Miriam Lord: Mary Lou not liking the sound of a united Government

Michael McGrath, standing in for absent Taoiseach, stays calm for Sinn Féin grilling

Breaking news during Leaders’ Questions from the Minister for Public Expenditure, announcing a stunning departure for the Fianna Fáil, Fine Gael and Green Party coalition.

“I want to assure you that the Government is at one,” Michael McGrath grandly declared.

No wonder Mary Lou McDonald opened with “that’s an extraordinary response”. Fair dues, seldom is wonderful and congrats to all concerned on their achievement.

Deputy McGrath wanted to be very clear about this exceptional development.


“Minister Donohoe, myself and the entire Government, collectively, are at one . . .” he stressed again.

All of them, singing from the same hymn sheet as part of Micheál Martin’s Merrion Street collective.

“And we are keeping our ideas. On file. In a filing cabinet.” That’s what we expected the chartered accountant from Cork to say next because it would have sounded just perfect coming from him, but he didn’t.

Not only did the Sinn Féin leader find this unexpected disclosure “extraordinary” but she also thought it “a very, very disappointing one”.

Not because Opposition leaders love it when cross-party governments disagree but hate it when they claim to exist in perfect harmony. And not because Mary Lou thinks assertions that the Government is “at one” are entirely bogus because in her view any administration not run by Sinn Féin is permanently at sixes and sevens.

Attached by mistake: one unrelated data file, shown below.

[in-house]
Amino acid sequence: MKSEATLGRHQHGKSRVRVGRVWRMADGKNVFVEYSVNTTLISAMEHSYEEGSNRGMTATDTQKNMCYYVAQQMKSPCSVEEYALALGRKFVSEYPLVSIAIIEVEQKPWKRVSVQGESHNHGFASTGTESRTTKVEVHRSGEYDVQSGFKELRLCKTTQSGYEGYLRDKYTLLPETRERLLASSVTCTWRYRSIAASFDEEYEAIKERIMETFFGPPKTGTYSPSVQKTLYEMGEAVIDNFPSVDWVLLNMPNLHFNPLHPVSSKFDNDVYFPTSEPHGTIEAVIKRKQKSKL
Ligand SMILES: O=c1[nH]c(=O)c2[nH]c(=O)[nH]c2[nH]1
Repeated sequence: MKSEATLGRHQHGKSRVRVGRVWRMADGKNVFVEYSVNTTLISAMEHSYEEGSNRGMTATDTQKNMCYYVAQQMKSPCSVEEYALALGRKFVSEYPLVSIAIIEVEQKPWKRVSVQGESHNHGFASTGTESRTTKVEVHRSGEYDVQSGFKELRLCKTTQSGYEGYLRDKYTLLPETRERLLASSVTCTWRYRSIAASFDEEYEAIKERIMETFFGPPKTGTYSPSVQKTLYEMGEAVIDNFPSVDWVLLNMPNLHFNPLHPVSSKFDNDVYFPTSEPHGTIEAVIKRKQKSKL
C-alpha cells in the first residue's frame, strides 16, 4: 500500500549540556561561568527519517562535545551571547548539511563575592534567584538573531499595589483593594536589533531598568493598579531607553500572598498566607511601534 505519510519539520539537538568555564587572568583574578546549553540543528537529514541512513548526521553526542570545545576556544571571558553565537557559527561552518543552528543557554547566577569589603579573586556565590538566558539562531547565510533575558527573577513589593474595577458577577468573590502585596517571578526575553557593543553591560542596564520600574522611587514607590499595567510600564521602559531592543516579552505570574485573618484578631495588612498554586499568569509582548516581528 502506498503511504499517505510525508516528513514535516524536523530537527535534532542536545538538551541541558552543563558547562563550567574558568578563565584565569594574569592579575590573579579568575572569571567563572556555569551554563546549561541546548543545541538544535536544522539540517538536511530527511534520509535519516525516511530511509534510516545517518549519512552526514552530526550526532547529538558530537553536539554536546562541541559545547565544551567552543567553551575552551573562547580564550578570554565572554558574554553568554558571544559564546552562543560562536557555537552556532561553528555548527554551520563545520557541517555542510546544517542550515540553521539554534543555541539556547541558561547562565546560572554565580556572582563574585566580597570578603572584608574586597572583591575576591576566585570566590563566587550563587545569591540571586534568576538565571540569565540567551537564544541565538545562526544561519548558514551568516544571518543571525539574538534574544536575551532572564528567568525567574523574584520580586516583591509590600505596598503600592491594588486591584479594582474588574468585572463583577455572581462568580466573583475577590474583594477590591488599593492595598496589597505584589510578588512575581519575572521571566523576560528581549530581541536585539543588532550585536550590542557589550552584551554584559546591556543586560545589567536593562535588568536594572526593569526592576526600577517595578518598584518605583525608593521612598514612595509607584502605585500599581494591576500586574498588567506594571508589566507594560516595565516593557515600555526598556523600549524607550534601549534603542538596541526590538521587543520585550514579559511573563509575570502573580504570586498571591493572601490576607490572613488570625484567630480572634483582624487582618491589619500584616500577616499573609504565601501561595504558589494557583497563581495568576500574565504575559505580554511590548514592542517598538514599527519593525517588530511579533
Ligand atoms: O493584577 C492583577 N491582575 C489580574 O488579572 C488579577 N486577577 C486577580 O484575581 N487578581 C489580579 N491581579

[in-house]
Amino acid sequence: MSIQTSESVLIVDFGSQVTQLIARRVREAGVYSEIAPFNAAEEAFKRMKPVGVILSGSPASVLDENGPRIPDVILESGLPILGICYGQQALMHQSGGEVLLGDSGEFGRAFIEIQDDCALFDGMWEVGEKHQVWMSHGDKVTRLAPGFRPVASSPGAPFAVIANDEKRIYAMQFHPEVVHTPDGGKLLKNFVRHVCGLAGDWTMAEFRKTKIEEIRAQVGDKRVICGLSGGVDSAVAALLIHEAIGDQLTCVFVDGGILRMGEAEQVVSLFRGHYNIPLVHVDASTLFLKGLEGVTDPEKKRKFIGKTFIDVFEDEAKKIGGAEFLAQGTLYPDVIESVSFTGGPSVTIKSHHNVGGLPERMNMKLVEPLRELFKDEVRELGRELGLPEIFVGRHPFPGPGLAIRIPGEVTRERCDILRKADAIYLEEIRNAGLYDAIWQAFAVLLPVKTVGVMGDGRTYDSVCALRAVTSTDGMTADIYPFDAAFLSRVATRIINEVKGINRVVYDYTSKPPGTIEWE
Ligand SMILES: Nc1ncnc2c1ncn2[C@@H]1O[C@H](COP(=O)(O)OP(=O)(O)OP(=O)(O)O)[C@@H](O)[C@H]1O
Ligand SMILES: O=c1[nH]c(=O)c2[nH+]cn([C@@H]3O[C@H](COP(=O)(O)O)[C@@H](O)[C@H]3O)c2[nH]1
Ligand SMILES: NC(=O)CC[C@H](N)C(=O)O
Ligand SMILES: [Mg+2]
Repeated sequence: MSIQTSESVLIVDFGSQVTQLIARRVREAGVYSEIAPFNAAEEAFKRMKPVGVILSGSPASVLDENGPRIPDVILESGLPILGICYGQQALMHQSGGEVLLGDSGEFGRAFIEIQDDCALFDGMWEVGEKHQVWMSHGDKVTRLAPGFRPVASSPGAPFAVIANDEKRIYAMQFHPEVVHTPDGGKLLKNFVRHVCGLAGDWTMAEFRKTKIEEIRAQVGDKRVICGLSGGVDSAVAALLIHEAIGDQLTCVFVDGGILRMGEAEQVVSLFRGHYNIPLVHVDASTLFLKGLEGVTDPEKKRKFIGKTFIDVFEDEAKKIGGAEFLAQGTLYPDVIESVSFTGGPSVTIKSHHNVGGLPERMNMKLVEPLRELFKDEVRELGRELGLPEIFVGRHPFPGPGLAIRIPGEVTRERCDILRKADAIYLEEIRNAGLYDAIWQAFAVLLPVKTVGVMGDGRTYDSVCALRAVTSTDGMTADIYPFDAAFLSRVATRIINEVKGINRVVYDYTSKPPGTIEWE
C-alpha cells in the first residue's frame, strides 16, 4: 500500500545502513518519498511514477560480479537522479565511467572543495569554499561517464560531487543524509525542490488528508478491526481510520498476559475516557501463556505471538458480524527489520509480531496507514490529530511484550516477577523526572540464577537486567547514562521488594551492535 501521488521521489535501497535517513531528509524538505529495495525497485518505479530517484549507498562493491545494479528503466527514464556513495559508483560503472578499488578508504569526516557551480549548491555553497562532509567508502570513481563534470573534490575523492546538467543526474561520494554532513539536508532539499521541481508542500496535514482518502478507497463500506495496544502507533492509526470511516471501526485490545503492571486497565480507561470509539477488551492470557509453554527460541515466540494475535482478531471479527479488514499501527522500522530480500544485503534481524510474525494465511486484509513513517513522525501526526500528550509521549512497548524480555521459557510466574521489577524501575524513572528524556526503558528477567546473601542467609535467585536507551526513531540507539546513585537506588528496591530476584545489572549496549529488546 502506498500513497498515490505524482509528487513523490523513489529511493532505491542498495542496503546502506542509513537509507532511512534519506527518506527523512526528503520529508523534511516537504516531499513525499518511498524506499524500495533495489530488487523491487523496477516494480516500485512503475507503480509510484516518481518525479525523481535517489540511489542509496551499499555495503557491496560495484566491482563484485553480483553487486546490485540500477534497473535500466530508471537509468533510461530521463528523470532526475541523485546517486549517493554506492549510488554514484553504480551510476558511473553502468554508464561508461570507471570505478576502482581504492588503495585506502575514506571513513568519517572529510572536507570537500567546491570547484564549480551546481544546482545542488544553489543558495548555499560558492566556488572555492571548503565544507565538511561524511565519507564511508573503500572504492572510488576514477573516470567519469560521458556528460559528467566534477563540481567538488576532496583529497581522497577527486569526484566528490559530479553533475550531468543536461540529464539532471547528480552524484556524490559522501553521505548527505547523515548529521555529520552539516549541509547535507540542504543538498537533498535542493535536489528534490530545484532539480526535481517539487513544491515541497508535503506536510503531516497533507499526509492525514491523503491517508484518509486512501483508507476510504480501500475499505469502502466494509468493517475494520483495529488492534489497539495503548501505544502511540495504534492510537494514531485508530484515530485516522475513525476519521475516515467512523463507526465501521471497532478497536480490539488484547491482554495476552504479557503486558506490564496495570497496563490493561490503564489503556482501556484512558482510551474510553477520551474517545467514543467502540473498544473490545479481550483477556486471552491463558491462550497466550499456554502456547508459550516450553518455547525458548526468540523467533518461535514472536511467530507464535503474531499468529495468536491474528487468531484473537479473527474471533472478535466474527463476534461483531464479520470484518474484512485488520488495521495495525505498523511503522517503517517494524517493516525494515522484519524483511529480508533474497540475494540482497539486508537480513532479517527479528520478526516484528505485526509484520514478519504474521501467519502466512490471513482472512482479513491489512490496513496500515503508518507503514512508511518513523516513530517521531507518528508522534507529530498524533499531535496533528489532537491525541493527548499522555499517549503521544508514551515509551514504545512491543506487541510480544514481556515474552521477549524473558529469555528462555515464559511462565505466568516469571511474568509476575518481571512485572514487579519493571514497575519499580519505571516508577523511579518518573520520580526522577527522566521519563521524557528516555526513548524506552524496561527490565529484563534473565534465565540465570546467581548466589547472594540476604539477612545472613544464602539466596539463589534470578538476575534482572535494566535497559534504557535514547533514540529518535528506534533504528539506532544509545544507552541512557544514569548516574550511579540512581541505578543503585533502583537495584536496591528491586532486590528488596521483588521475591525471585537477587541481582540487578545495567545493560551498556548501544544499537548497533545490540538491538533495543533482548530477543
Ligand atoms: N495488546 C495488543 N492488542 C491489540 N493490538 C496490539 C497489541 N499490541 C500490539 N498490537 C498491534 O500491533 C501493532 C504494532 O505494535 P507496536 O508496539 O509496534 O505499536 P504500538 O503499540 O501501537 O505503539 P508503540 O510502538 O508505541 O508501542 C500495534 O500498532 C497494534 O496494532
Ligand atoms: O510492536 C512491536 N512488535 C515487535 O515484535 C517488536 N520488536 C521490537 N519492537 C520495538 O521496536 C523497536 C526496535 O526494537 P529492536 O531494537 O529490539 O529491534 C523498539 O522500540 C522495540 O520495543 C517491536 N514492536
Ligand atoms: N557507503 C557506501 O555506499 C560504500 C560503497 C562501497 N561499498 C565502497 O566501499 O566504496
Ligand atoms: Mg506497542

To underline the gravity of the difficult financial situation, Mary Lou went right back to 1969 and rejigged one of the most famous misquotes in Irish political history

No, she was very, very disappointed to hear Michael say that the Cabinet is in full agreement over future spending because it could only mean he is siding with the Minister for Finance, who announced he has no plans to introduce any more cost-of-living supports until the budget in October.

Mary Lou reminded him what Paschal Donohoe said: “I can be really clear that we are not considering any further steps.”

Seven months away

This position will have to be revisited, she said, because October is seven months away “and people are trying to stay afloat now. They can’t wait that long”.

Look at the rate of inflation, predicted to peak at 8.5 per cent in the summer – the highest since 1984 – while the war in Ukraine is further increasing inflationary pressure and adding to soaring prices.

To underline the gravity of the difficult financial situation facing many workers, families and small businesses, Mary Lou went right back to 1969 and rejigged one of the most famous misquotes in Irish political history.

“The Government cannot stand idly by while people are pushed into poverty,” she cried, borrowing from former Fianna Fáil taoiseach Jack Lynch’s speech in the aftermath of the Battle of the Bogside in Derry, when he promised the Irish government would “no longer stand by and see innocent people injured, and perhaps worse”.

Somewhere along the way the word “idly” was inserted into the line and it stuck.

The job of Government members is “to respond with speed and urgency to the extraordinary difficulties households now face,” said the Sinn Féin president, repeating the call she made to the Tánaiste on Tuesday for an immediate removal of VAT and excise duty on home heating oil.